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All-American honors big deal to UK’s Hickman

Vaught’s Views

 

There was only one fitting way for Kentucky signee Nolan Hickman Jr. to celebrate when he found out he had been named a McDonald’s All-American, even if there is no all-star game again for him to play in this year.

Hickman, his teammates and his coach at Wasatch Academy (Utah) went to lunch at McDonald’s while his parents also went to McDonald’s and bought a Happy Meal for their youngest child.

“What else can you do?” said Nolan Hickman Sr. “But even without the game, it is still surreal to think your son is a McDonald’s All-American. As a fan and former player myself, my wife and I understand how big this is.

“Then I had a buddy of mine remind me that Nolan is just one of 900 players ever named a McDonald’s All-American. Knowing that number just kind of blew my mind. Nolan was beyond excited. Even without the game, this is a huge deal.”

Future UK teammate Daimion Collins was also named to the Mc- Donald’s All-American team. Both future Cats have also been named to the Allen Iverson Roundball Classic May 7-8 in Memphis and will play on the same team.

SHARP SHOOTERS IN ACTION — Above left, Letcher County Central High School junior Bailey Kincer shoots and sinks a three-pointer near the end of regulation play in last week’s 14th Region Girls Basketball Championship, won by District 53 rival Knott County Central in four overtimes. Above right, LCC freshman Heidi Bentley was one of several young Lady Cougars to come through with clutch shooting in overtime during last week’s game. Here, Bentley shoots and sinks a three-pointer in the Lady Cougars quadruple overtime loss to Knott Central in the championship game. The final score was 86-79. Both girls return next season. (Photos by Chris Anderson)

SHARP SHOOTERS IN ACTION — Above left, Letcher County Central High School junior Bailey Kincer shoots and sinks a three-pointer near the end of regulation play in last week’s 14th Region Girls Basketball Championship, won by District 53 rival Knott County Central in four overtimes. Above right, LCC freshman Heidi Bentley was one of several young Lady Cougars to come through with clutch shooting in overtime during last week’s game. Here, Bentley shoots and sinks a three-pointer in the Lady Cougars quadruple overtime loss to Knott Central in the championship game. The final score was 86-79. Both girls return next season. (Photos by Chris Anderson)

Hickman and Collins (Texas) were also both named state player of the year by MaxPreps.

Hickman averaged about 16 points, 3.6 assists and 2.5 rebounds per game in his first season at Wasatch Academy playing against a national schedule. His team got to the Geico Nationals before losing in the first round.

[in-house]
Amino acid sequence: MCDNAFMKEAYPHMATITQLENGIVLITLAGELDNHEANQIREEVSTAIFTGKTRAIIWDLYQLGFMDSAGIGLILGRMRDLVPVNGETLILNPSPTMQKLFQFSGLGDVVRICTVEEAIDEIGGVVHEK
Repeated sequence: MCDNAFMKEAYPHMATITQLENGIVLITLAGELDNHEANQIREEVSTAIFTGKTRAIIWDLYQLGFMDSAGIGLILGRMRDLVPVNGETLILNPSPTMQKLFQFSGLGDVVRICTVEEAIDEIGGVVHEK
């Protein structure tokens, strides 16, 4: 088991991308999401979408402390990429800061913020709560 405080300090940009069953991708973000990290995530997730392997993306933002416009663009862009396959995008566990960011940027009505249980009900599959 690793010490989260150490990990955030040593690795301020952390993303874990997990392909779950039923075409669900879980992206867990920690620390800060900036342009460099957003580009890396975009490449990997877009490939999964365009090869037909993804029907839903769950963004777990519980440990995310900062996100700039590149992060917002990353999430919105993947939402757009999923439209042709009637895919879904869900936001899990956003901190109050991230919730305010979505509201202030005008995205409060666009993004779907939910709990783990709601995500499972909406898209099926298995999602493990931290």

“I still think Nolan is sort of a hidden jewel. Not a lot of national eyes have been on him like they should have been,” his father said. “Some guys are starting to see that now and realize he is one of the best players in the game. He’s had a hell of a run and what he did this year justified his move (from Eastside Catholic High School in Washington) to where he could be playing at a high level every game against the best competition around and get the recognition he deserved.”

The UK signee’s father said his son needed some time to figure out his new teammates and enjoy not “having to do everything” every game.

Kentucky signee Nolan Hickman Jr. is pictured with his family. He has improved his overall play this season and also had some struggles his father believes “toughened” him up for next season at UK.

Kentucky signee Nolan Hickman Jr. is pictured with his family. He has improved his overall play this season and also had some struggles his father believes “toughened” him up for next season at UK.

“He could have eight to 10 assists and 12 points. We call that sharing the sugar and he’s good at that,” Hickman Sr. said.

Kentucky assistant coaches Tony Barbee and Joel Justus with Hickman Jr. and coach John Calipari normally checked in once a week. Hickman Jr. will be on campus for summer school. The Hickmans are “excited” about what lies ahead at UK despite the Cats’ 9-16 record last season when they missed the NCAA Tournament.

“They took some losses but it was a tough season just like it was for Nolan and his teammates due to the COVID restrictions,” Hickman Sr. said. “Practicing with masks on, not a lot of bonding time. But it should have helped toughen him up to prepare for what is coming at Kentucky and I actually think it will help him in college.

“He had some struggles making the move to Utah but he made it through the year. Look at all the blessings he had. Things on the court slowed down for him. He got mentally stronger. He improved at reading defenses and got to where he moved better. Overall this year helped him so much.” s

Drake Jackson had already impressed NFL personnel with his toughness before his Pro Day workout at UK last week. He did that at the Senior Bowl when he continued to play despite a grade-one shoulder sprain.

“You really want to take advantage of that opportunity, so even though I hurt my shoulder, you got tofight through it and play through it,” Jackson said. “Because you were given that opportunity, you got to make something of it.”

Jackson, a three-year starter at center for Kentucky, is projected as a mid to late-round draft pick in the NFL draft later this month.